Bayi – 98 @ Beijing – 112

Calling a win against Bayi a “bounce back win” is pretty redundant when almost every team in the league has bounced them around this year, but Beijing did get a much needed victory to keep the pressure on DongGuan in second place.

Randolph Morris lead all Duck scorers with 27, rookie Zhu Yanxi hit for 25, and Stephon Marbury ran wild with 24 points and 10 assists on only one turnover. Perhaps in a move aimed to save their best guns for another day, Bayi head coach Adijiang rotated 11 players, choosing to rest key starters Zhang Bo and Han Shuo for their upcoming game on Wednesday against 16th place Tianjin. In 26 minutes, Wang Zhizhi scored 27 and grabbed nine boards.

Jon Pastuszek

Box Score

Guangdong – 101 @ Shanghai – 85

Despite the noise from packed Yuanshen Gymnasium and a frisky first-half performance, the Shanghai Sharks couldn’t pull off an upset victory against the Guangdong Tigers. With Mike Harris out of the line up due to family reasons, the Sharks needed maximum focus from their remaining squad but after a solid start, but Shanghai condemned themselves to another defeat after a poor third quarter allowed the Tigers take control before going on to win by the resounding margin of 101-85.

By the start of the fourth quarter, the one-two punch of Zhu Fangyu and James Singleton had opened up a twenty point lead. The Sharks were fighting to keep their heads above the water and Guangdong’s 80-60 lead underlined the Tigers’ dominance. A furious Shanghai rally at the start of the quarter, led by Liu Wei’s 10 point flurry only served to enrage the champions further, and Singleton went on a mini-scoring spree of his own to punish the Sharks for their obstinacy. The former Clippers/Mavericks/Wizards forward had no qualms with baiting the crowd and at one point gestured to the Yuanshen to keep on booing him after perfectly sinking a brace of free-throws, neatly reflecting both the ruthlessness and swagger of the champions’ performance.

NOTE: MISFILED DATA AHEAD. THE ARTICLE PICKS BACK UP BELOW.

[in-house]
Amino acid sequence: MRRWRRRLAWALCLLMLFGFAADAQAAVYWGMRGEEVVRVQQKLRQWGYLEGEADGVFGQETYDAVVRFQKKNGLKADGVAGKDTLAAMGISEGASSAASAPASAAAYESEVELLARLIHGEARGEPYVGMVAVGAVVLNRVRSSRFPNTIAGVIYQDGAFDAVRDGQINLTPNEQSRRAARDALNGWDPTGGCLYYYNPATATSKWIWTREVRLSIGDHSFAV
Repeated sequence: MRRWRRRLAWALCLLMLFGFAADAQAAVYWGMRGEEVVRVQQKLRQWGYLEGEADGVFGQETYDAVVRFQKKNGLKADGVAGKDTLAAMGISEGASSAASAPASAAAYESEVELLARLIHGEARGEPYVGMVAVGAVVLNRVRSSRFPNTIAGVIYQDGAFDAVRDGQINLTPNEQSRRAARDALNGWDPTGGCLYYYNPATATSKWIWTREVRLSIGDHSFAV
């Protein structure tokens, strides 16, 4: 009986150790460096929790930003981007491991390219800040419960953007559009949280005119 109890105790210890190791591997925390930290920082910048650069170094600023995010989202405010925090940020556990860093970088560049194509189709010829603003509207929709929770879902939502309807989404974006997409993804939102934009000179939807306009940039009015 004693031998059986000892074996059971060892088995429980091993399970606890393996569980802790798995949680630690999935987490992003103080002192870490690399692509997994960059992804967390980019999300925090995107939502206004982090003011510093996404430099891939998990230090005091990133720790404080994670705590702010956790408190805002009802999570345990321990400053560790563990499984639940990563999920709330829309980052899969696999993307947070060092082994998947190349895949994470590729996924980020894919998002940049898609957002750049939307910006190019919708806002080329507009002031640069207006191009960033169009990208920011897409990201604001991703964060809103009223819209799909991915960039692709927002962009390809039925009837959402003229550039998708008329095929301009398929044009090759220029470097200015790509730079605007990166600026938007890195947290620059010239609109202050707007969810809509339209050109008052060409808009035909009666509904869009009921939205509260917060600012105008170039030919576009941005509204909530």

The final buzzer rang shortly afterwards and sparred the Sharks any further embarrassment considering that the scoreboard was already at 101-85 to Guangdong. For the Tigers, Singleton earned himself a double-double (27 points, 10 rebounds), as did Zhou Peng (16 points, 10 rebounds) whilst Zhu (21) and Aaron Brooks (17) made it into double figures from the floor. Marcus Landry made 23, Liu got 19 and Tseng Wen-ting picked up 15 but once again, Shanghai were kicking themselves after another bad third quarter and the Sharks’ losing streak now stands at three-in-a-row.

–Andrew Crawford

Xinjiang – 97 @ Qingdao – 115

Xinjiang’s miserable season continued with a miserable loss on the road to Qingdao, pushing their miserable road record to 3-10. Lester Hudson contributed the most to the Flying Tigers’ sorry performance on both ends of the court by baptizing their entire backcourt with nine splashes from downtown en route to 41 points overall. Playing against his former team, Xue Yuyang also got into the act by netting 20 points, 12 of which came from behind the arc.

The Flying Tigers have been simply atrocious on defense recently, giving up 100 or more points in four of their last five games. Forget championship, now officially out of a playoff position at 11-11, they’ll need to fix things up on that side of the ball if they even want to make the playoffs in March.

Jon Pastuszek

Box Score

Tianjin – 102 @ Shanxi – 119

Box Score

Shandong – 95 @ Fujian – 116

Box Score

Jiangsu – 93 @ Zhejiang – 116

Box Score